The man then skied down the bottom of the Loge Peak lift and, strangely enough, ended up riding back up with Beckton, the report states.
“He said he asked what happened, and Beckton replied he had made the comment about skiing, which Proesel took the wrong way,” the police report states. “(The man) said he did not report the accident because Beckton seemed OK afterward.”
Deputies called Proesel on the telephone Jan. 20, and he said he didn’t know why they were calling, according to a police report. When a deputy asked if he was involved in an incident at Aspen Highlands, Proesel said, “This guy was threatening me,” the report states.
The deputy asked how he was being threatening, and Proesel said Beckton “was wearing a ski mask,” the report states.
“Proesel went off on a tangent about a roommate in Salt Lake City who was a potential ‘T-word,’” the report states. “It dawned on me much later that Proesel was stating the roommate was a potential terrorist.”
Proesel told deputies he became scared that either the man on the lift or the man from Salt Lake City was “looking for him,” according to the report. The deputy was unsure which man he was talking about.
“Proesel said he became scared,” the report states. “Proesel said the male on the chairlift said something was going to overwhelm Proesel and the male started laughing at him.”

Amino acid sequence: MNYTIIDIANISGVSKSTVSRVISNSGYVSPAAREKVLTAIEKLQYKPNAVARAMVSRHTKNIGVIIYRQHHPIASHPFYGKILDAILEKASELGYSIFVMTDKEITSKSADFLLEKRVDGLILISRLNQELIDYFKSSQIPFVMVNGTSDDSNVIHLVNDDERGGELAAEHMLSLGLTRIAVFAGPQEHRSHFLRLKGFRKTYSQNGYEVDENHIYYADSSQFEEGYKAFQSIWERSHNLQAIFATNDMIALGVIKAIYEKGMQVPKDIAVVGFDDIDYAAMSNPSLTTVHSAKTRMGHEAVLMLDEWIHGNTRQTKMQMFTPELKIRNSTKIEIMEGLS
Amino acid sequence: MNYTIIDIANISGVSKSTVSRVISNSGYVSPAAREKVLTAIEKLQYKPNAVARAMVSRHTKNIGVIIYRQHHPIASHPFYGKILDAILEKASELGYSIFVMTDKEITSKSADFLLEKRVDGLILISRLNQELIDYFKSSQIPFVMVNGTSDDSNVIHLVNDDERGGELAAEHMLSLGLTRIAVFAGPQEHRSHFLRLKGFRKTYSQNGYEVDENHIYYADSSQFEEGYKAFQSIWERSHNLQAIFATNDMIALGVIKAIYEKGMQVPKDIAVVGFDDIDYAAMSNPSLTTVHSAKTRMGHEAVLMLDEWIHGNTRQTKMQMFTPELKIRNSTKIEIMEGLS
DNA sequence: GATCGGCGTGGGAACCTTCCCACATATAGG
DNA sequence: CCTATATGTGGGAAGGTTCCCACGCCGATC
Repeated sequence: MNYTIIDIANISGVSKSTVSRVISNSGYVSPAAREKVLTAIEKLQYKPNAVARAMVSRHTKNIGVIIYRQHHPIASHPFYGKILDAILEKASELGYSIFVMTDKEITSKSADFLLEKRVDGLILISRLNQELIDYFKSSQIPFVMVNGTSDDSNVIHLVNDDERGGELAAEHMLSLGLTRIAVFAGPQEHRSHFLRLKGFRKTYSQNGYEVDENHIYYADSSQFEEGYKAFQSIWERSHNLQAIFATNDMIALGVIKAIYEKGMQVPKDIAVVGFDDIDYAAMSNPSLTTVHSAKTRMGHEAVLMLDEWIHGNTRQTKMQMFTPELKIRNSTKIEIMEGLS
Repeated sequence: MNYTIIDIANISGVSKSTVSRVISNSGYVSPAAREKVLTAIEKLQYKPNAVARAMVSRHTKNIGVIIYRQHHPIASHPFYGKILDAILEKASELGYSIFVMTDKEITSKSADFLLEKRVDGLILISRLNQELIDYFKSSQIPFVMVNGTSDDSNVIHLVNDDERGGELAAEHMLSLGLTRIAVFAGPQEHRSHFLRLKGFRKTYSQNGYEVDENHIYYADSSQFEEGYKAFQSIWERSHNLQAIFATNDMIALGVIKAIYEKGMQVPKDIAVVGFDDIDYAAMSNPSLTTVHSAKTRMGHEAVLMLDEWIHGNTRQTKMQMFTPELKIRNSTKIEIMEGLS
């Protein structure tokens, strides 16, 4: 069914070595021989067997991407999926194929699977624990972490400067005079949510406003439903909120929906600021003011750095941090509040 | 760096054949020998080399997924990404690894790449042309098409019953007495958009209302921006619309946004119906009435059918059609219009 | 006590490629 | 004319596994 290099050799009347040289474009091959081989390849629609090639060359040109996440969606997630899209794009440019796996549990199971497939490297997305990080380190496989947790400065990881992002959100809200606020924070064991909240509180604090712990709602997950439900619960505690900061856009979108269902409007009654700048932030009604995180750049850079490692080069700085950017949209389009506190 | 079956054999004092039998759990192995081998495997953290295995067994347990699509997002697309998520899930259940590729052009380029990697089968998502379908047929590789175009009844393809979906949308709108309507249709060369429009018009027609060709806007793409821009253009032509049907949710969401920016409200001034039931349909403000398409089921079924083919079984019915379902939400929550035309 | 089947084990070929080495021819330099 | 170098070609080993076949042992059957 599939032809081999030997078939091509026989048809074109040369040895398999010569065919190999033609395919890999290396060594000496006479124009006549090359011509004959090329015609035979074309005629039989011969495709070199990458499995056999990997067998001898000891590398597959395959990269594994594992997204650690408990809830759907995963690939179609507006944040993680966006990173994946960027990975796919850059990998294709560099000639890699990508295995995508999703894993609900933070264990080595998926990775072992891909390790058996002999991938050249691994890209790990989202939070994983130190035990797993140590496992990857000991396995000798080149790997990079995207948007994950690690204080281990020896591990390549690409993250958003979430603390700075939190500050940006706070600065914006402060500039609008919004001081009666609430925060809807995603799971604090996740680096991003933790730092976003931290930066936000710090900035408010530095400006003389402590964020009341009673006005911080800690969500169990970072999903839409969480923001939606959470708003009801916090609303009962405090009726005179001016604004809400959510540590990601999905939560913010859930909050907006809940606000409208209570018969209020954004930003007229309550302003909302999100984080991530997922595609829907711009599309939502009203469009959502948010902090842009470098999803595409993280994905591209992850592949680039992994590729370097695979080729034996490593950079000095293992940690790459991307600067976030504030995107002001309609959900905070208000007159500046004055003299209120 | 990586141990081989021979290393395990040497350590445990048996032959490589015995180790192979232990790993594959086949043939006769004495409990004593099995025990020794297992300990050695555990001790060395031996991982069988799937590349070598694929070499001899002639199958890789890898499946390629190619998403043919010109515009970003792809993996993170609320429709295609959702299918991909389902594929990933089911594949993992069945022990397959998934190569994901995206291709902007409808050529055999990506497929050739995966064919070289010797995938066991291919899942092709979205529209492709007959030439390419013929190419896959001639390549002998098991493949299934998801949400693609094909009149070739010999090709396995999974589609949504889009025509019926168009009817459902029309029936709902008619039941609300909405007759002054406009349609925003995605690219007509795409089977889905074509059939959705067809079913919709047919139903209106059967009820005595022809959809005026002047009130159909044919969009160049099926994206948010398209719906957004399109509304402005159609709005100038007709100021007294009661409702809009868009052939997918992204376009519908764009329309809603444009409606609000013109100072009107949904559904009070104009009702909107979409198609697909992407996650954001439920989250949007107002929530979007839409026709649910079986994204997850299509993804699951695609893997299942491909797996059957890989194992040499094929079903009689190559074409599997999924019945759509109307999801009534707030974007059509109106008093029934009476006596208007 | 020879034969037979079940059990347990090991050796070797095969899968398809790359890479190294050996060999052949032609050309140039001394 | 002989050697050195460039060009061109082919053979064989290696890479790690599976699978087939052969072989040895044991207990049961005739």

“’I didn’t want him looking at my face, anyways. It was too scary,’” Proesel told deputies. “Proesel had the impression the male wanted to hurt him. He told (a deputy) that ‘there’s just too many of them,’” the report continues.
Proesel said he was terrified. He said Beckton fell off the lift and tried to grab Proesel’s arm as he was falling.
“During the remainder of the conversation, Proesel continued to make nonsensical comments,” the report states.
The deputy who spoke to Proesel said he spoke of “numerous conspiracies primarily in the Chicago area, and other unrelated, unintelligible topics,” according to his report.
Later that day when deputies went to his apartment, Proesel spoke about “the mob, about Chicago, about terrorists, about Mexicans and about fear of being in public,” the report states.
Proesel voluntarily went with deputies at that point and was put on a mental-health hold and transported to the psychiatric hospital in Grand Junction, according to reports. He remained at that hospital until Thursday.
Sheriff’s officials were forbidden from talking about Proesel’s whereabouts during the more than three weeks he was in Grand Junction because Colorado law doesn’t allow the release of information about someone on a mental health hold.
Aspen police had contact with Proesel in 2014, though police officials denied a Times request for that report, saying it was “mental health welfare check” and was not releasable under open records law.
Skico revoked Proesel’s ski pass Jan. 22 “because his conduct may cause injury to another person,” according to a police report.
Start a dialogue, stay on topic and be civil.
If you don't follow the rules, your comment may be deleted.